CAR T-Cell Therapy, Super Bowl Vegans (Abstract Science: Jan. 29 – Feb. 2)
CAR T-Cell Therapy’s impact on clinical cancer research, does sugar contribute to cognitive deterioration and how NFL players are turning to vegan diets.
(The Atlantic, 1/26/18, Olga Khazan)
It’s starting to look like decisions we make while we’re still relatively young can affect our future cognitive health. A longitudinal study, published Thursday in the journal Diabetologia, followed 5,189 people over 10 years and found that people with high blood sugar had a faster rate of cognitive decline than those with normal blood sugar—whether or not their blood-sugar level technically made them diabetic. In other words, the higher the blood sugar, the faster the cognitive decline.
(OncLive, 1/30/2018, Jason Harris)
Earlier this year, we talked about how drug discovery and safety assessment are working in tandem to bring cellular therapies to market faster. CAR T-cell therapies have the potential to transform how we attack cancer. That is just one of the reasons American Society of Clinical Oncology (ASCO) has named CAR T-cell therapy as its Advance of the Year. The annual update on oncology treatment highlights the most impactful clinical cancer research and policy developments over the past year. ASCO President Bruce E. Johnson, MD, said in a press release that the emergence of CAR T-cell therapy is the payoff for decades of investment by the National Institutes of Health, academic medical centers, and the pharma/biotech industry in the basic sciences of immunology, cancer biology, and genetics.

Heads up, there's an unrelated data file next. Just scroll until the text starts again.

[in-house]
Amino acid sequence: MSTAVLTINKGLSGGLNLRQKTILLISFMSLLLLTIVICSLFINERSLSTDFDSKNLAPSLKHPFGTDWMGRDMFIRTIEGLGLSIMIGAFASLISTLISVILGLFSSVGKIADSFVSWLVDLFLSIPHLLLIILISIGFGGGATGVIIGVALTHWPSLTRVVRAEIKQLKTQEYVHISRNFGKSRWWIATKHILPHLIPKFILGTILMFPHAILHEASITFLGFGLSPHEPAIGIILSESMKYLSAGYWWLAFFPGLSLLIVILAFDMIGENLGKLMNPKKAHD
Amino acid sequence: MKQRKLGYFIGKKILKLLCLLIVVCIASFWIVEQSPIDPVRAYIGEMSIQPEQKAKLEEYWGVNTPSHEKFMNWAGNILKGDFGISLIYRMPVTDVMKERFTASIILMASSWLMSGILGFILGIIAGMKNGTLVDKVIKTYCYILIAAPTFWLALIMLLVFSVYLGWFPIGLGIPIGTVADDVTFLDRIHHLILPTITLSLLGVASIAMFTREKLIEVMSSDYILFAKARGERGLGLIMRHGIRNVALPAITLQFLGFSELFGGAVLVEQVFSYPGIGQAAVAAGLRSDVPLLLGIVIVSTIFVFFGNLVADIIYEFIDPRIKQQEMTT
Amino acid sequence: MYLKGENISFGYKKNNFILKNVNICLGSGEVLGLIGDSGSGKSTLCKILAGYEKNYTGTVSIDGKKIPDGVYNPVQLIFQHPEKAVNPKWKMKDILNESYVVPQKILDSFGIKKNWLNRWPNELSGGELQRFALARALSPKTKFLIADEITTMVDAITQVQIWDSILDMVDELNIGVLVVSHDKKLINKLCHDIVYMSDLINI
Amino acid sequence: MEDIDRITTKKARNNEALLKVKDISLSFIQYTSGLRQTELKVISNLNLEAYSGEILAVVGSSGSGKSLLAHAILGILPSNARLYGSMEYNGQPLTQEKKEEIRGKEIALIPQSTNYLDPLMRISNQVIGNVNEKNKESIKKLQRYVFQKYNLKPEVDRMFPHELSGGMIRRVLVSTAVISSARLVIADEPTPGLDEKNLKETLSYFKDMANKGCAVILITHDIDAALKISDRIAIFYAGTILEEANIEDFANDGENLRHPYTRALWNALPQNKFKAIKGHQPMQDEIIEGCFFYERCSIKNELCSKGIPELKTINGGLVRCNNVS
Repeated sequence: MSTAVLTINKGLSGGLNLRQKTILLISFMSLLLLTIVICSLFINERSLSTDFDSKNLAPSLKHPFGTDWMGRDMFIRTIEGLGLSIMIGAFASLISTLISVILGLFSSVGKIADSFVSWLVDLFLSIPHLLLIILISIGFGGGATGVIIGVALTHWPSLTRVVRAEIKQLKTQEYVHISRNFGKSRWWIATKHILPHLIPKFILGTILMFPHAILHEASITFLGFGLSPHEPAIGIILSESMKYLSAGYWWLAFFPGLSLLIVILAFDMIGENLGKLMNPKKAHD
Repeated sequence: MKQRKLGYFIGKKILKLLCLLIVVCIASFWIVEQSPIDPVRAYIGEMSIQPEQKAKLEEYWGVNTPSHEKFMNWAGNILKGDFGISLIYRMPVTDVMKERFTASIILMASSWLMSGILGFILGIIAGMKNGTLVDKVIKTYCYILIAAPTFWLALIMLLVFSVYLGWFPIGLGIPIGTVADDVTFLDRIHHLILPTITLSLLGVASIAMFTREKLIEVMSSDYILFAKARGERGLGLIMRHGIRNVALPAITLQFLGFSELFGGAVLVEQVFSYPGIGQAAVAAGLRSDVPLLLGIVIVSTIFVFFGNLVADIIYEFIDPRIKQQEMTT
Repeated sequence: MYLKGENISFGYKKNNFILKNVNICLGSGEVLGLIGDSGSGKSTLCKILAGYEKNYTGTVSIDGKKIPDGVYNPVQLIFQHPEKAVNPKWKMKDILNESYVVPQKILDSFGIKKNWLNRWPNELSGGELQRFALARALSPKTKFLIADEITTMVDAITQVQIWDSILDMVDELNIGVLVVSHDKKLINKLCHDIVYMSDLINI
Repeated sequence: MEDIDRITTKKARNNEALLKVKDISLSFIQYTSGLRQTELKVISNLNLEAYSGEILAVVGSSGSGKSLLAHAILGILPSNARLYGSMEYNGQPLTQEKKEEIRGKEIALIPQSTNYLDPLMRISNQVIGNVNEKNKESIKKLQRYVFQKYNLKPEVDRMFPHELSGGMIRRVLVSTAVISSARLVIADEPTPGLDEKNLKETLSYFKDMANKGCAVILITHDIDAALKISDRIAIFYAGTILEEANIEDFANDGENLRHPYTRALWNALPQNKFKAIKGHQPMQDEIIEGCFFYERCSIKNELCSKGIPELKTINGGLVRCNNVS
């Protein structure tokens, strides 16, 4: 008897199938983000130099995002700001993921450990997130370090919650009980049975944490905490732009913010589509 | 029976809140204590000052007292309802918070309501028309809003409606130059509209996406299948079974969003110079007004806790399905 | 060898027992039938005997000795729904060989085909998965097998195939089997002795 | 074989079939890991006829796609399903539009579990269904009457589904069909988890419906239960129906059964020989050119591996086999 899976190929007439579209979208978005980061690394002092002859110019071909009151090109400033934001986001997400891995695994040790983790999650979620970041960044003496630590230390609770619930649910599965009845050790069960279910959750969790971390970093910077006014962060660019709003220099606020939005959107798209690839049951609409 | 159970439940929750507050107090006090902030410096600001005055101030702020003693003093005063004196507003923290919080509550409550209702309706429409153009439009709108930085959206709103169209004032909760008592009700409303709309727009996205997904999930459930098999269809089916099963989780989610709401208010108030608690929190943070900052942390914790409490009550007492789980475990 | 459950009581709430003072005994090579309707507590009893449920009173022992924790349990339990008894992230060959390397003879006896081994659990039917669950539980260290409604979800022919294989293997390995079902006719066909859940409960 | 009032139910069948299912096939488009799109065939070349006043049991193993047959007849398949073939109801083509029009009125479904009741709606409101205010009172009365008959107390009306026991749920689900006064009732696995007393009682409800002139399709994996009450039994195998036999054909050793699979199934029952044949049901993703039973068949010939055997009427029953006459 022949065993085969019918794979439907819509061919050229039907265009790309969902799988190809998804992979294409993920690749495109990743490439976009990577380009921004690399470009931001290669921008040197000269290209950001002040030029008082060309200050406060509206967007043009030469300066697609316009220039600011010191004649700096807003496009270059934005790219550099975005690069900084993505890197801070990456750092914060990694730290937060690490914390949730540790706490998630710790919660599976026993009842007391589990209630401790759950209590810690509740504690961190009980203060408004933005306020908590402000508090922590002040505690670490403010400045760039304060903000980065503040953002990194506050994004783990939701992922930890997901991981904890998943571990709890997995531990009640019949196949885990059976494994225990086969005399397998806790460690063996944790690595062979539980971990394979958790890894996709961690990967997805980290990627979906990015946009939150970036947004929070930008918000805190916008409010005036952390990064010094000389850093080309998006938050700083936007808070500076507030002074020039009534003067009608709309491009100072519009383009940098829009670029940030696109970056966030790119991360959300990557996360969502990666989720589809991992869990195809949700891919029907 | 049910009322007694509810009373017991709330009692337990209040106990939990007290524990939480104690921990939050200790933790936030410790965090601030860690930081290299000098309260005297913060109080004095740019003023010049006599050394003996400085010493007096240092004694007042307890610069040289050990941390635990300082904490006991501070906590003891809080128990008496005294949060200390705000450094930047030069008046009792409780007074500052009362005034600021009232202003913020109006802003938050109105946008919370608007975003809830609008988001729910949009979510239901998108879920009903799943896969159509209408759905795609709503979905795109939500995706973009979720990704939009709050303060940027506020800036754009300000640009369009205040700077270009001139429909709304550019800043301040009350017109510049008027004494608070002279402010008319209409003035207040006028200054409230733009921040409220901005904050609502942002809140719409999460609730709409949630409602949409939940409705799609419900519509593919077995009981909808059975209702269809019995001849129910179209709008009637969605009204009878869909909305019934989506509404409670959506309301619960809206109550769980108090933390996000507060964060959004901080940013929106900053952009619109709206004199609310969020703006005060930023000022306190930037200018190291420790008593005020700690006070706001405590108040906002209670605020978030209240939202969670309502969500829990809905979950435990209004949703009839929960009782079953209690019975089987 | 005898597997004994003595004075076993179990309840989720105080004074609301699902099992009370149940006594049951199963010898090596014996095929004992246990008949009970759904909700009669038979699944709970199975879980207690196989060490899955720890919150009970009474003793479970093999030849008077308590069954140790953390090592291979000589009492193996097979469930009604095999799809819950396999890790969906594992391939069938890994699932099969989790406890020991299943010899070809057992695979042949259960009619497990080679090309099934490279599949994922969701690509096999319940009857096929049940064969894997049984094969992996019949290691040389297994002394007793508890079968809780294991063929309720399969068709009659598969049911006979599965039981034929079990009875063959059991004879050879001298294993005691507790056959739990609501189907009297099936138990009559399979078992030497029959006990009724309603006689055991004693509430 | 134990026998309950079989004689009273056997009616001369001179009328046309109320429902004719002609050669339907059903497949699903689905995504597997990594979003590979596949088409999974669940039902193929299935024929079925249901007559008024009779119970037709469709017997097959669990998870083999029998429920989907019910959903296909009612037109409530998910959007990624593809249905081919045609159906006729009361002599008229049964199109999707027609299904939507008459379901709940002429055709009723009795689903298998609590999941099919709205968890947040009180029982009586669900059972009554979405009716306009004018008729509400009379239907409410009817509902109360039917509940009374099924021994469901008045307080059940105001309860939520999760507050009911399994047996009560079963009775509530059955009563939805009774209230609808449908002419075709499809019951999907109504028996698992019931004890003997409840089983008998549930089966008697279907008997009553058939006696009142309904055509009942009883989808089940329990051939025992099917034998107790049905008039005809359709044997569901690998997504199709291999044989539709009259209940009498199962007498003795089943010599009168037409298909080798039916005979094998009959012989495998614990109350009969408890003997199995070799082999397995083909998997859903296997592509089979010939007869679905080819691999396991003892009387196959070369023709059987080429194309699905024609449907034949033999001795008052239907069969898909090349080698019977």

(CNBC, 1/31/18, Sarah Berger)
The image of 300-pound football players consuming an enormous steak after a big game is not so typical anymore. New England Patriots quarterback Tom Brady’s affection for vegan foods is well known, but a surprising number of other stars, from Tennessee Titans linebacker Derrick Morgan to former Arizona Cardinals lineman David Carter, are also shunning meat. Carter says he was inspired to change his eating habits after watching the documentary, “Forks over Knives,” which suggests many degenerative diseases can be reversed if we just would give up animal-based products. “I was young, 22, 23, dealing with old-man illnesses at a really young age," Carter told CNBC’s Make It. I was playing a professional sport where you're supposed to be touted as one of the strongest guys, the world's top athletes and all this, but [I was] taking high blood pressure medication...painkillers, anti-inflammatories....a long list.”
—Compiled by Social Media Specialist Jillian Scola